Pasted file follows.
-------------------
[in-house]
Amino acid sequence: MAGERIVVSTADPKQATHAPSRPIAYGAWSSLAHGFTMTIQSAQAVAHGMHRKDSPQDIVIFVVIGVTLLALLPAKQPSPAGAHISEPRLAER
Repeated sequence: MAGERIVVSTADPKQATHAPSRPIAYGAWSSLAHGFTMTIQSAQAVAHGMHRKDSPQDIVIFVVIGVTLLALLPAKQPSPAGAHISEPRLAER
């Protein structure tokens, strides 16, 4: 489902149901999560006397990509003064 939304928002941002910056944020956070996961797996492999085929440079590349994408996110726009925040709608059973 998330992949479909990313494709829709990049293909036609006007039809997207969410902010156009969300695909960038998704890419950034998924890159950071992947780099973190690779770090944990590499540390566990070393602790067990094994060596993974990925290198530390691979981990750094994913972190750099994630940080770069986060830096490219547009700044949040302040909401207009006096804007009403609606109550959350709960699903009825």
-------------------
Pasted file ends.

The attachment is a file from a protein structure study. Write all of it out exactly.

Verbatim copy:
[in-house]
Amino acid sequence: MAGERIVVSTADPKQATHAPSRPIAYGAWSSLAHGFTMTIQSAQAVAHGMHRKDSPQDIVIFVVIGVTLLALLPAKQPSPAGAHISEPRLAER
Repeated sequence: MAGERIVVSTADPKQATHAPSRPIAYGAWSSLAHGFTMTIQSAQAVAHGMHRKDSPQDIVIFVVIGVTLLALLPAKQPSPAGAHISEPRLAER
């Protein structure tokens, strides 16, 4: 489902149901999560006397990509003064 939304928002941002910056944020956070996961797996492999085929440079590349994408996110726009925040709608059973 998330992949479909990313494709829709990049293909036609006007039809997207969410902010156009969300695909960038998704890419950034998924890159950071992947780099973190690779770090944990590499540390566990070393602790067990094994060596993974990925290198530390691979981990750094994913972190750099994630940080770069986060830096490219547009700044949040302040909401207009006096804007009403609606109550959350709960699903009825």